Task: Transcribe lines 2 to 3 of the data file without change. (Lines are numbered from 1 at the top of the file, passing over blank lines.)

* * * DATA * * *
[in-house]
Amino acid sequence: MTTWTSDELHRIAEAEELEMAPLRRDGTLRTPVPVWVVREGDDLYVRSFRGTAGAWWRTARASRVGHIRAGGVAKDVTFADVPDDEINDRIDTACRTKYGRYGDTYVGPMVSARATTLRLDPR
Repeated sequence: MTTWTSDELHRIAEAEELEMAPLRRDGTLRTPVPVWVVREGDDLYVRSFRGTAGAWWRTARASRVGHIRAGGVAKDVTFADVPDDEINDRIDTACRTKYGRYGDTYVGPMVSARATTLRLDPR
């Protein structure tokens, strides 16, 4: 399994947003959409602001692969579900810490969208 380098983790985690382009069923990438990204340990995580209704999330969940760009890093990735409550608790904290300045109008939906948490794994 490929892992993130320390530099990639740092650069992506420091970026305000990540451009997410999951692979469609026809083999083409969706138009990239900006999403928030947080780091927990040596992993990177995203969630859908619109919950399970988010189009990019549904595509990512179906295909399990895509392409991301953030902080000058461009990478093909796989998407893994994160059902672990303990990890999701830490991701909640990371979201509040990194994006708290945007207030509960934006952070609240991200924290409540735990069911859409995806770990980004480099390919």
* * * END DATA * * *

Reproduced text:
Amino acid sequence: MTTWTSDELHRIAEAEELEMAPLRRDGTLRTPVPVWVVREGDDLYVRSFRGTAGAWWRTARASRVGHIRAGGVAKDVTFADVPDDEINDRIDTACRTKYGRYGDTYVGPMVSARATTLRLDPR
Repeated sequence: MTTWTSDELHRIAEAEELEMAPLRRDGTLRTPVPVWVVREGDDLYVRSFRGTAGAWWRTARASRVGHIRAGGVAKDVTFADVPDDEINDRIDTACRTKYGRYGDTYVGPMVSARATTLRLDPR